A ring handle 31 is formed on the housing, and a rounded knob 32 is formed on an opposite end of the latch lever; the handle and knob being on opposite sides of the implement so as to be squeezed in a hand when the device is used.
In operative use, the implement is first loaded with a medication-filled syringe by screwing the syringe neck 23 into the ring 23. The pressure plates 19 and 20 are upwardly urged so as to compress the springs 18 and 29. The latch lever 28 is then pivoted to bear against underside of plate 19, so that the latch lever in cocked position, as shown in FIG. 1, holds both springs in compressed condition.
After positioning the needle at proper location to penetrate the skin, the knob and handle are squeezed together, causing the latch lever to slide out from under the plate 19 thus freeing the spring 29 to thrust the needle into the flesh and at the same time cause the spring 18 to force the plunger to push the medication out of the needle.
It will be noted that a wide flange 13 around the base of the housing hides the needle from ready view during the skin penetration.
A stop collar 34 screwed on the housing is abutted by a shoulder 35 of the syringe neck so to limit the depth of needle penetration.
The thread engagement of ring 22 on the neck allows adjustment of compression for both springs.
In FIG. 2 another design of automatic syringe plunger 36 utilizes a V-100, disposable type syringe model which is most commonly used today.
The device includes a syringe plunger 37, a housing tubing 38, threaded cap 39, a syringe carrier tube 40, grip notch 41, stabilizer washer 42, (spring carrier) fixed washer 43, shooting spring 44, cocking spring 45, latch mount 46, cocking latch 47 and handle 48.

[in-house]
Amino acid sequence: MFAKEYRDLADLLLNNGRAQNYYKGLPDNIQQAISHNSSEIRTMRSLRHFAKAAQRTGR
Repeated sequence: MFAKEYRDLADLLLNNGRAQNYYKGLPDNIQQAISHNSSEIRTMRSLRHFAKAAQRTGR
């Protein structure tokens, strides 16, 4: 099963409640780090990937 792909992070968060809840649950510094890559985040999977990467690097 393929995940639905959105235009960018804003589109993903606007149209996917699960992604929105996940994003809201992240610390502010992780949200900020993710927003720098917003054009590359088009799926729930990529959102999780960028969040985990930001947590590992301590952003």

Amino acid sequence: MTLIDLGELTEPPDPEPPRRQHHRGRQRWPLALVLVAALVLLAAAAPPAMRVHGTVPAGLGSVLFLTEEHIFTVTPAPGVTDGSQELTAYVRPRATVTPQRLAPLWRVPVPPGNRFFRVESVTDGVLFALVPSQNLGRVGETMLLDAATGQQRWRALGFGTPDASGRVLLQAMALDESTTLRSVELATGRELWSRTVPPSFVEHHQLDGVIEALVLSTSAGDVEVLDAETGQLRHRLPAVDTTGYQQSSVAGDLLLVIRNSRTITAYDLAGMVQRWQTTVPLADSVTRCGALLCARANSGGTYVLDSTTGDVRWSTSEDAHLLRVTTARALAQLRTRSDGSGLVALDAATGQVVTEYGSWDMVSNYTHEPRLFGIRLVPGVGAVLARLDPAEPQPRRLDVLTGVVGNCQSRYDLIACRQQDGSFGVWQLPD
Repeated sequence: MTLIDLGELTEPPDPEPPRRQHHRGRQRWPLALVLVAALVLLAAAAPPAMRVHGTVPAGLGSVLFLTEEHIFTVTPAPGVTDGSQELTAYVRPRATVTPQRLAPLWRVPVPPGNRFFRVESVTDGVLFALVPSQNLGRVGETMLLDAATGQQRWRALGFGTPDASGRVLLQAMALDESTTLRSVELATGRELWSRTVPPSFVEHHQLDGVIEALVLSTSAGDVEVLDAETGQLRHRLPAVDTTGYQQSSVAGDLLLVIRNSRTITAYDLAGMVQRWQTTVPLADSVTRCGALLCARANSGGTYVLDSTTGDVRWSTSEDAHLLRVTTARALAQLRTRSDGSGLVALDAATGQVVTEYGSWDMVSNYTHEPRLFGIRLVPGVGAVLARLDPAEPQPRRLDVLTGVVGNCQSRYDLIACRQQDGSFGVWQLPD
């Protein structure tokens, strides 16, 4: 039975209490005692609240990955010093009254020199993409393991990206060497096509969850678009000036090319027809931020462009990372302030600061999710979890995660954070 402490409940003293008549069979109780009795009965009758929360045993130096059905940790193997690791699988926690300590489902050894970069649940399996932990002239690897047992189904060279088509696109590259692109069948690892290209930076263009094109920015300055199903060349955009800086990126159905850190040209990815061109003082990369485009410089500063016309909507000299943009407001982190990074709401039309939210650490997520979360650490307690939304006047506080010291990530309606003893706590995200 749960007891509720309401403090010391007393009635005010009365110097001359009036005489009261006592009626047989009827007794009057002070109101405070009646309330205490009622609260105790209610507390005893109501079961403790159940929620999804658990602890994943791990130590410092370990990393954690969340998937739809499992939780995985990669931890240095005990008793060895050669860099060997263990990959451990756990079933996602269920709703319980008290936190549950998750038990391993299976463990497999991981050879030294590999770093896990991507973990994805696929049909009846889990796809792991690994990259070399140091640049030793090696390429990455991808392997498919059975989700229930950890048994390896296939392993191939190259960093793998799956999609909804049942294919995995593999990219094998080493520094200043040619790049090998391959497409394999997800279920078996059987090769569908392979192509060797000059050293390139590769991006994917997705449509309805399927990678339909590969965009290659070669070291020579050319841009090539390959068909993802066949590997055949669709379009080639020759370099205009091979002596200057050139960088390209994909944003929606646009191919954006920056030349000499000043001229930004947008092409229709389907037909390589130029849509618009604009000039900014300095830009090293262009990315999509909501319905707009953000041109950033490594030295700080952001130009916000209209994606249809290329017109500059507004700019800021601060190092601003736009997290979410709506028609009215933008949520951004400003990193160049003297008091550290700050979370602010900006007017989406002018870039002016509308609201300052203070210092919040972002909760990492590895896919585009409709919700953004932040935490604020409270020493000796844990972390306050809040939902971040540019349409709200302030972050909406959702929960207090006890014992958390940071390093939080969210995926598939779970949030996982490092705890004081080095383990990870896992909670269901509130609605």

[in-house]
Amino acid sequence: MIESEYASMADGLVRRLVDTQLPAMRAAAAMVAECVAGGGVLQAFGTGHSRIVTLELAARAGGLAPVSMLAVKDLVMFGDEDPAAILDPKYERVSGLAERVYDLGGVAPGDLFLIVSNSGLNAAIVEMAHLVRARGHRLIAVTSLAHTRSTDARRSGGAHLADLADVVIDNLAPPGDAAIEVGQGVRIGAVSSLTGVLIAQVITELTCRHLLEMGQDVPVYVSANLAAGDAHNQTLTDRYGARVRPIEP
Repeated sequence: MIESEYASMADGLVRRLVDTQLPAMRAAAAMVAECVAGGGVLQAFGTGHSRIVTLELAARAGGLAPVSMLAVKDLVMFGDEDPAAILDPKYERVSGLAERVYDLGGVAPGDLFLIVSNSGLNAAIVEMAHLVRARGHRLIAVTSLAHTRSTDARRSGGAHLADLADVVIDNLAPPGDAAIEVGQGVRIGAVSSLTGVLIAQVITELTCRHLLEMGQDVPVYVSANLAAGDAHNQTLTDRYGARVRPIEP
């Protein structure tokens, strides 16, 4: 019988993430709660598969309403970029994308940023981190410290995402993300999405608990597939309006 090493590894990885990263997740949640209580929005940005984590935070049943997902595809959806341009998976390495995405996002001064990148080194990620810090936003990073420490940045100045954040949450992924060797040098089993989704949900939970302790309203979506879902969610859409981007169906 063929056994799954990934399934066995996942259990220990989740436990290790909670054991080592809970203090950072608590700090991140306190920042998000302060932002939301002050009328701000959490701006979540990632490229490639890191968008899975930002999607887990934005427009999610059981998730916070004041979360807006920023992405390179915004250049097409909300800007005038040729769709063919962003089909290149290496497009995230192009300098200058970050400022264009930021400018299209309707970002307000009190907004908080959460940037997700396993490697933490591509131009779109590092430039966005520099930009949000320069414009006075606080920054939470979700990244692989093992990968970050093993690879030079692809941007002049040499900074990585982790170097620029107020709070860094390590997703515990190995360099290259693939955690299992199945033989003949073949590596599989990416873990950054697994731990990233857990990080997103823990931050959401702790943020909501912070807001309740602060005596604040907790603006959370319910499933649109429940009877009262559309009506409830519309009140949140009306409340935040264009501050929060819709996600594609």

The automatic syringe plunger 36 is operated by a V-100 model plastic syringe 49 being inserted through the top opening and being pushed all the way in. It will be held firm by the notch grip 41. The syringe is pulled up and it will carry the syringe carrier tube 40 with it. The (spring carrier) fixed washer 43 will cock onto the cocking latch 47, and the syringe will shoot downwardly when the knob on the latch mount 46 is depressed.
In order to remove the used-up syringe, it can be easily pulled out by applying a small force thereagainst.
FIG. 1 is a cross sectional elevation of the invention.
FIG. 2 is a perspective view of another form of the invention.
This invention relates generally to hypodermic needles.
It is well known that most person are afraid or at least apprehensive of receiving a puncture from a hypodermic needle. When it is administered by a physician, most persons find it impossible to bear looking at the needle while being pushed into the flesh. This situation is even worse for those who must administer their own injections, such as diabetic patients and others who regularly require medication. This situation is accordingly in need of an improvement.
Therefore, it is a principal object of the present invention to provide an automatic syringe plunger which hides the needle from view during insertion into the flesh so to overcome the apprehension and fear thereof by patients, particularly those who take their own injections.
Another object is to provide an automatic syringe plunger which drives the needle into the flesh at a fast speed so that it is less uncomfortable in piercing through the skin.